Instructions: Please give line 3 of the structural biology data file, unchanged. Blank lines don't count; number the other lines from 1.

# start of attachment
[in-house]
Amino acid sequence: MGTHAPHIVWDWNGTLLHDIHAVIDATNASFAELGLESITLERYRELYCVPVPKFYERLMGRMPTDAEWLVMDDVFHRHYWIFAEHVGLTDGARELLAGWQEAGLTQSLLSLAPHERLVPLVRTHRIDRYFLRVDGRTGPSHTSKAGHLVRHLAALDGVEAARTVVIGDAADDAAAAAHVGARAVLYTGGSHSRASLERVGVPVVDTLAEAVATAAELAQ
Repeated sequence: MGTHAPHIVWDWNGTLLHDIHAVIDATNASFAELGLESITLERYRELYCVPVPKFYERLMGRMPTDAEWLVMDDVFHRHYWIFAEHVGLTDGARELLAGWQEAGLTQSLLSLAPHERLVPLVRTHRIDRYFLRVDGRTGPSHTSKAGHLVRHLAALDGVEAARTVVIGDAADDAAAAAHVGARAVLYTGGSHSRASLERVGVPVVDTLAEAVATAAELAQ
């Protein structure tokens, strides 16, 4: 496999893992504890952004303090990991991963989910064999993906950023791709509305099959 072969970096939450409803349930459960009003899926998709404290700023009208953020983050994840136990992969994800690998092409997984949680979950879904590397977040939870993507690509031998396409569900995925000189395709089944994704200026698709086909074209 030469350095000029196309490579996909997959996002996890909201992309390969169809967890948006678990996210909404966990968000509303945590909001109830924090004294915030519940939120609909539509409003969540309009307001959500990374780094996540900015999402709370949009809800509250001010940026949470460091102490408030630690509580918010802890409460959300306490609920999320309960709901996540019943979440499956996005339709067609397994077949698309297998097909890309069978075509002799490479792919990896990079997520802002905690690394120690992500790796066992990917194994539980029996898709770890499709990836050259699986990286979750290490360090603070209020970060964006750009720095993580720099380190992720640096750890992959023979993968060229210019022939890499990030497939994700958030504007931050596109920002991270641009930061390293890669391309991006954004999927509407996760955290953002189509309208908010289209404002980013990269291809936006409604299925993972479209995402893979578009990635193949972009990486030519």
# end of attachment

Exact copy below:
Repeated sequence: MGTHAPHIVWDWNGTLLHDIHAVIDATNASFAELGLESITLERYRELYCVPVPKFYERLMGRMPTDAEWLVMDDVFHRHYWIFAEHVGLTDGARELLAGWQEAGLTQSLLSLAPHERLVPLVRTHRIDRYFLRVDGRTGPSHTSKAGHLVRHLAALDGVEAARTVVIGDAADDAAAAAHVGARAVLYTGGSHSRASLERVGVPVVDTLAEAVATAAELAQ